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Thesis (M.S.)—University of Nebraska—Lincoln, 1971. Department of Microbiology.


Copyright 1971, the author. Used by permission.


The purpose of this study was threefold: (1) to define a procedure where organisms could be cultured in a synthetic liquid medium in cuvettes so that the optical density could be read each day and rates of growth more accurately determined than can be done by the present methods of observing media for the appearance of recognizable colonies; (2) to procure a culture collection of “atypical” mycobacteria and to observe some of the well-known characteristics that have been used for classification (acid-fast stain, cording, catalase production, niacin production and Tween hydrolysis); and (3) to investigate the feasibility of using media ordinarily used for the classification of Enterobacteriaceae for classifying “atypical” mycobacteria. A limited number of cultural characteristics of “atypical” mycobacteria were studied in regard to their usefulness in the clinical laboratory for classification of these organisms. The culture collection of 84 organisms included 26 known strains of M. kansaii. six known strains of M. marinum, a representative of Group II, a representative of Group III, three known strains of M. gastri, a representative of Group IV and 46 unclassified “atypical” mycobacteria. Nitrate reduction by these organisms was studied by three methods. Results with the PathoTec Nitrate Strip test were in agreement with the other methods using nitrate broth but were in disagreement with the advertised statement, “the nitrate reduction test is also useful in the identification of Mycobacterium tuberculosis (positive); other acid-fast bacilli except some strains of atypical AFB Group III are negative.”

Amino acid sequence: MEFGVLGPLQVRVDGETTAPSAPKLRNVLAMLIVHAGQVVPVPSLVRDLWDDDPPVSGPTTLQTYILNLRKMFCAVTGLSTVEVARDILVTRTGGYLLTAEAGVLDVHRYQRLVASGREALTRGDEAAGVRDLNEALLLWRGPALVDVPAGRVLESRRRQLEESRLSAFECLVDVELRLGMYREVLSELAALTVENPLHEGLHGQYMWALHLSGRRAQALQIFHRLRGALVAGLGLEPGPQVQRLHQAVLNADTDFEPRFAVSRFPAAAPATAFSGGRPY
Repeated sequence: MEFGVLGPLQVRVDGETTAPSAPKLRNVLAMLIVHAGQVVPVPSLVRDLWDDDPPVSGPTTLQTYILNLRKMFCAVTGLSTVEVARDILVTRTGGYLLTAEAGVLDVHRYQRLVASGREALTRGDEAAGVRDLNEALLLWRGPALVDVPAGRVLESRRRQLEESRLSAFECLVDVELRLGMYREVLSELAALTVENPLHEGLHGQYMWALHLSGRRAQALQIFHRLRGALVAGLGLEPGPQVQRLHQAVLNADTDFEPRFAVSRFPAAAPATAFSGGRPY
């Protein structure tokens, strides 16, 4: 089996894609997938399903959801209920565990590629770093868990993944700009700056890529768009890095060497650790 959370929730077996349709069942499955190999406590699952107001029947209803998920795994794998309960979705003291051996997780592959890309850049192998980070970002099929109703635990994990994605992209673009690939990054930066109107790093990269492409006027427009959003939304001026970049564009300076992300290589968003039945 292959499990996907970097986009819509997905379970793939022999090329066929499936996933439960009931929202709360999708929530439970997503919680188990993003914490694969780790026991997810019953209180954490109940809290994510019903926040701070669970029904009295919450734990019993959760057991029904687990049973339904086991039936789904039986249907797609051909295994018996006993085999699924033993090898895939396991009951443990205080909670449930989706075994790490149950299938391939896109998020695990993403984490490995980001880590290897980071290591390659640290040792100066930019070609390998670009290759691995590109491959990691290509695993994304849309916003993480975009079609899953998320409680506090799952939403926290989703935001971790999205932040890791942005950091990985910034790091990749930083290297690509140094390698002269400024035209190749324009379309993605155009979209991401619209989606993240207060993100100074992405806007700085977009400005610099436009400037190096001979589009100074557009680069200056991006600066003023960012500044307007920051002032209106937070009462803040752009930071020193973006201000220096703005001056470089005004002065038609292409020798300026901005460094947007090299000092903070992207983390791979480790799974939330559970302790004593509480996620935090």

A simplified key was devised to separate these organisms into groups. This key utilized the following characteristics: (1) carotene crystal production, nitrate reduction Tween 80 hydrolysis, catalase production at 68°C and growth on MacConkey’s agar. The unclassified organisms were classified as the known organisms in their Group. One organism, previously classified as M. marinum is in the group with Group IV organisms. A strain of M. kansasii, which was non-pigmented and did not reduce nitrate is in the same group as the known strains of M. gastri.

Advisor: Warren E. Engelhard and Carl E. Georgi